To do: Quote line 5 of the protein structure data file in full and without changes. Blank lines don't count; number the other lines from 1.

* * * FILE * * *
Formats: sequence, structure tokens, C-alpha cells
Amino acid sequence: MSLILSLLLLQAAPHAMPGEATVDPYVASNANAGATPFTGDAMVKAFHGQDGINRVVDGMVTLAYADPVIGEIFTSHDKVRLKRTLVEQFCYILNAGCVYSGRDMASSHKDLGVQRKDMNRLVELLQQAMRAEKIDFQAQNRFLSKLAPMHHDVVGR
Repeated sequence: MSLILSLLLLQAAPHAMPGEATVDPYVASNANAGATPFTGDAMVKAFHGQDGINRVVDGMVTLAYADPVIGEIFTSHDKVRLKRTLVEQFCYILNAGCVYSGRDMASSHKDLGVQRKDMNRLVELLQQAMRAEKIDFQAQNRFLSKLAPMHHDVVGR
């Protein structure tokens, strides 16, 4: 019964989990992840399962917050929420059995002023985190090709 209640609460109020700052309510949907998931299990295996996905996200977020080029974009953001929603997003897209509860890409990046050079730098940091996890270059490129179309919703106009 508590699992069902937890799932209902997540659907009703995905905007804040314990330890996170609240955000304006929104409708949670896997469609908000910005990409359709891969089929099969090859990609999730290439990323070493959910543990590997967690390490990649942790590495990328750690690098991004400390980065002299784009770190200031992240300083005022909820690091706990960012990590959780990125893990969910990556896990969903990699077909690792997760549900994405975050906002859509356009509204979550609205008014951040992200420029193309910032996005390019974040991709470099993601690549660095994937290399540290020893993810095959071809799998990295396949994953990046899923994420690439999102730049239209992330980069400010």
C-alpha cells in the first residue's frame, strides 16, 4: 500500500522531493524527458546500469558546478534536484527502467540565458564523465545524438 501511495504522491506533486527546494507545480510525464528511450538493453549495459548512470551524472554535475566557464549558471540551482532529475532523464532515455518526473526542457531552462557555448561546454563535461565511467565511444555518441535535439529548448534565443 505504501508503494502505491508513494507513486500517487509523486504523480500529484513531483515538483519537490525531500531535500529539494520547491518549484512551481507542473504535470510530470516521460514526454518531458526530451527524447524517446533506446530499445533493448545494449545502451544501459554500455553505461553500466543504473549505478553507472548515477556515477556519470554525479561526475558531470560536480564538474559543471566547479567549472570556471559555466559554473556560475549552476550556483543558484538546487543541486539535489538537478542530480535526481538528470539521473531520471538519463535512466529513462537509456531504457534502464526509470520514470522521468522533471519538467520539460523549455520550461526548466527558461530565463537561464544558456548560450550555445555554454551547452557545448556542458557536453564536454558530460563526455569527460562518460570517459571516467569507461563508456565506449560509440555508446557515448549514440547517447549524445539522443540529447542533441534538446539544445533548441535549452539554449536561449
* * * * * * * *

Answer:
C-alpha cells in the first residue's frame, strides 16, 4: 500500500522531493524527458546500469558546478534536484527502467540565458564523465545524438 501511495504522491506533486527546494507545480510525464528511450538493453549495459548512470551524472554535475566557464549558471540551482532529475532523464532515455518526473526542457531552462557555448561546454563535461565511467565511444555518441535535439529548448534565443 505504501508503494502505491508513494507513486500517487509523486504523480500529484513531483515538483519537490525531500531535500529539494520547491518549484512551481507542473504535470510530470516521460514526454518531458526530451527524447524517446533506446530499445533493448545494449545502451544501459554500455553505461553500466543504473549505478553507472548515477556515477556519470554525479561526475558531470560536480564538474559543471566547479567549472570556471559555466559554473556560475549552476550556483543558484538546487543541486539535489538537478542530480535526481538528470539521473531520471538519463535512466529513462537509456531504457534502464526509470520514470522521468522533471519538467520539460523549455520550461526548466527558461530565463537561464544558456548560450550555445555554454551547452557545448556542458557536453564536454558530460563526455569527460562518460570517459571516467569507461563508456565506449560509440555508446557515448549514440547517447549524445539522443540529447542533441534538446539544445533548441535549452539554449536561449